Rome, Cartersville and Hart County filed suit in 2005 against online companies such as Hotels.com, Priceline and Expedia, contending they owe hotel/motel taxes on the rates they charge their customers rather than on the discounted rates they pay local hotels.
City Attorney Andy Davis said the settlement calls for the online travel companies to pay the difference they’ve collected since May 16, 2011 — and to pay tax on the retail price going forward.
“We don’t know what the dollar amount would be yet,” Davis said. “But the first payment would be a lump sum at 7 percent interest, and there’d be monthly payments after that.”
Fourteen other cities and counties — including Rockmart, Cedartown and Dalton — joined the suit in 2006, and U.S. District Court Judge Harold L. Murphy granted class action status in 2011 for all local governments that levy the taxes.
The Rome law firm Brinson, Askew, Berry, Richardson, Siegler and Davis is representing the plaintiffs in the case.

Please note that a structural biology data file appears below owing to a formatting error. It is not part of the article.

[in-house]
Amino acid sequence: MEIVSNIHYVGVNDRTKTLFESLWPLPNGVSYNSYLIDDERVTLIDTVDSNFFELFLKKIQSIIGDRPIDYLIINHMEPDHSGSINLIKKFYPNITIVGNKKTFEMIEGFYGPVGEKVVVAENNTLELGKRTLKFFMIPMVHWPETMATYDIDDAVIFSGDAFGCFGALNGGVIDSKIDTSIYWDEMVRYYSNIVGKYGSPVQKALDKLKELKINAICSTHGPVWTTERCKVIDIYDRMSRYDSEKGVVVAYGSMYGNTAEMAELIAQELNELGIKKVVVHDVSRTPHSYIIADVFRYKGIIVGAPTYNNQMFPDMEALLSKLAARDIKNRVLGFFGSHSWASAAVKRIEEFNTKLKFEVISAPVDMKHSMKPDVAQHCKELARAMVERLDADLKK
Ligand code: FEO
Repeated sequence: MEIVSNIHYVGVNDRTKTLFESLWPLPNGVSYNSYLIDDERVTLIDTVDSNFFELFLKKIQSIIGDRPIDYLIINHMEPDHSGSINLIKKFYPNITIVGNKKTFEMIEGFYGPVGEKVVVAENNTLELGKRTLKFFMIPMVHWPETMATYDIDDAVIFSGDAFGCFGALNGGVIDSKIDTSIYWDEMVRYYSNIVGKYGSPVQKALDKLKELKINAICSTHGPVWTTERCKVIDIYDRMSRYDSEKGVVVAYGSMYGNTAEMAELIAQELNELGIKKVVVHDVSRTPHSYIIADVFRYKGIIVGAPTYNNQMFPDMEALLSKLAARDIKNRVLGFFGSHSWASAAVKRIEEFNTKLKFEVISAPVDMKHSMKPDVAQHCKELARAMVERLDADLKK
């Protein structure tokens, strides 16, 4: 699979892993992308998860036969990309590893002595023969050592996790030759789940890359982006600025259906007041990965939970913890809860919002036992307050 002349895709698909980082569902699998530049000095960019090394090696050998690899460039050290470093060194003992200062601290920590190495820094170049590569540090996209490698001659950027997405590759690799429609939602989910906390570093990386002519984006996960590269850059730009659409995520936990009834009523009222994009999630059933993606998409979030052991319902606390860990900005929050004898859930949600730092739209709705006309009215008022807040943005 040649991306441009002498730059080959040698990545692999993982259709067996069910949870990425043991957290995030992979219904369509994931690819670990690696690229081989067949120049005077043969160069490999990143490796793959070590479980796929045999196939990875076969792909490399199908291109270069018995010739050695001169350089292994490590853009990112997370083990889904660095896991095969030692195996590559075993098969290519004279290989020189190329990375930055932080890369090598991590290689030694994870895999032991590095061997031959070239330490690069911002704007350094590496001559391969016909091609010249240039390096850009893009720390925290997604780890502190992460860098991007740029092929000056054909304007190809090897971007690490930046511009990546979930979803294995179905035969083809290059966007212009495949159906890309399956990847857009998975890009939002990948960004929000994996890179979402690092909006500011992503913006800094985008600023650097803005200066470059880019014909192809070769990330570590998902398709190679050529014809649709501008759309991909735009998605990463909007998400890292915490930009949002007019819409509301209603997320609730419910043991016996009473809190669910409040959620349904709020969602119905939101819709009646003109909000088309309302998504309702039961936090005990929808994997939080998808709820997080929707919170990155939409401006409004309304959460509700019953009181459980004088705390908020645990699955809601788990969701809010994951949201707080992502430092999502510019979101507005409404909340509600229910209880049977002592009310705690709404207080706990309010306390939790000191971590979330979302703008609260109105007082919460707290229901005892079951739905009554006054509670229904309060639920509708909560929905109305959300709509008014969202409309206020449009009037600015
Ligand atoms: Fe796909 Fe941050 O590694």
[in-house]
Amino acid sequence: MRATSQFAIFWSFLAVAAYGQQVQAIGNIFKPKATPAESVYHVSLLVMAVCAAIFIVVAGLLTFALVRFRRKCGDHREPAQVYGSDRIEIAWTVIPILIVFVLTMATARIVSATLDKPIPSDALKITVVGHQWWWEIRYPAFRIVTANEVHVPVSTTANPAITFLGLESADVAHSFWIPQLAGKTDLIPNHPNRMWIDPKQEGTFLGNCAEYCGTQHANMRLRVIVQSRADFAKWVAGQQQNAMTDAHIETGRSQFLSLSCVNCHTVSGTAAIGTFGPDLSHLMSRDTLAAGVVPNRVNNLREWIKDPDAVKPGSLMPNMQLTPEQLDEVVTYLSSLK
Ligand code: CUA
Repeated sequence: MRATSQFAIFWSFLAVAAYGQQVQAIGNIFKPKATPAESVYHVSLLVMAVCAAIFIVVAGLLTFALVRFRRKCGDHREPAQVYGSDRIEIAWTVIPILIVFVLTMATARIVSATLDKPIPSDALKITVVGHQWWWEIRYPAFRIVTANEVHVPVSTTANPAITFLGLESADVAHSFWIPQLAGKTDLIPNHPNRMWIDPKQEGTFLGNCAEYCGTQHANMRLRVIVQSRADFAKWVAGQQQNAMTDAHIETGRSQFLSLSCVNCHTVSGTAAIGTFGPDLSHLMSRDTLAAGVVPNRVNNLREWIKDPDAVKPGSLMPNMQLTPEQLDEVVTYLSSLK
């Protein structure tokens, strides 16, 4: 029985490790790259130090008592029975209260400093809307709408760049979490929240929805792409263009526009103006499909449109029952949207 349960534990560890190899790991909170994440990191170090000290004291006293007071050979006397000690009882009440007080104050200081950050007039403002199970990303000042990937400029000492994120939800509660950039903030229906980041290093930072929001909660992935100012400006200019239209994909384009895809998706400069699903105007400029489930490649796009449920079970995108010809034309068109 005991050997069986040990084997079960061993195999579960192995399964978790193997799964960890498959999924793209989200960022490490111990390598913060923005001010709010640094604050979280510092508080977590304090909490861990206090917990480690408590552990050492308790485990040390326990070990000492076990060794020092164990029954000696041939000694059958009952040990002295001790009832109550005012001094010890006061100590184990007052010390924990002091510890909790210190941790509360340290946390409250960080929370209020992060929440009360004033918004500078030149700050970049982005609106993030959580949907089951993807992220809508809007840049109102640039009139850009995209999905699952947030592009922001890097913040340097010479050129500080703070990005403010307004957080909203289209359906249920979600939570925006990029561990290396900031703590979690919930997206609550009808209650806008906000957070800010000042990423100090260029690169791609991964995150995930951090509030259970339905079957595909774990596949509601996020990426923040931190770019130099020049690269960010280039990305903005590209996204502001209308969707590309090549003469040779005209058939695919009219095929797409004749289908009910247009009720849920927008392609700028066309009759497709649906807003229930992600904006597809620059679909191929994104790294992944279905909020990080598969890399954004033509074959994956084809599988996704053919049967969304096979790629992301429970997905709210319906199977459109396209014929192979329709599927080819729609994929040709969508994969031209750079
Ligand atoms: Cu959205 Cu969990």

Davis said Monday the settlement has to be approved individually by all 17 named plaintiffs, the defendants and Judge Murphy. Then the other affected cities and counties would be notified by publication.
“It’s about a four-month process,” he said.
The firm is still litigating other parts of the lawsuit.
Davis said they are seeking the taxes due on sales between the date of the suit, Nov. 18, 2005, and May 16, 2011. They also want the tax to be paid on the full amount the companies charge their customers — including the fees added on to the retail room rate.
Both sides have filed for summary judgement, asking Murphy to issue a ruling in their favor on those issues.
“So it’s still hotly contested,” Davis said.
In other actions Monday, the City Commission:
“No additional license is needed for the establishments. It’s just another option for them,” City Clerk Joe Smith.
Groceries, convenience stores and other outlets that already sell beer, wine or liquor will be able to sell on Sundays between the hours of 12:30 p.m. and 11 p.m.
Commissioners considered the encroachment into a residential area, but determined the business was already operating legally on the North Broad Street tracts. The additional property gave Martin room to add tree buffers at the rear and sides of the car lot.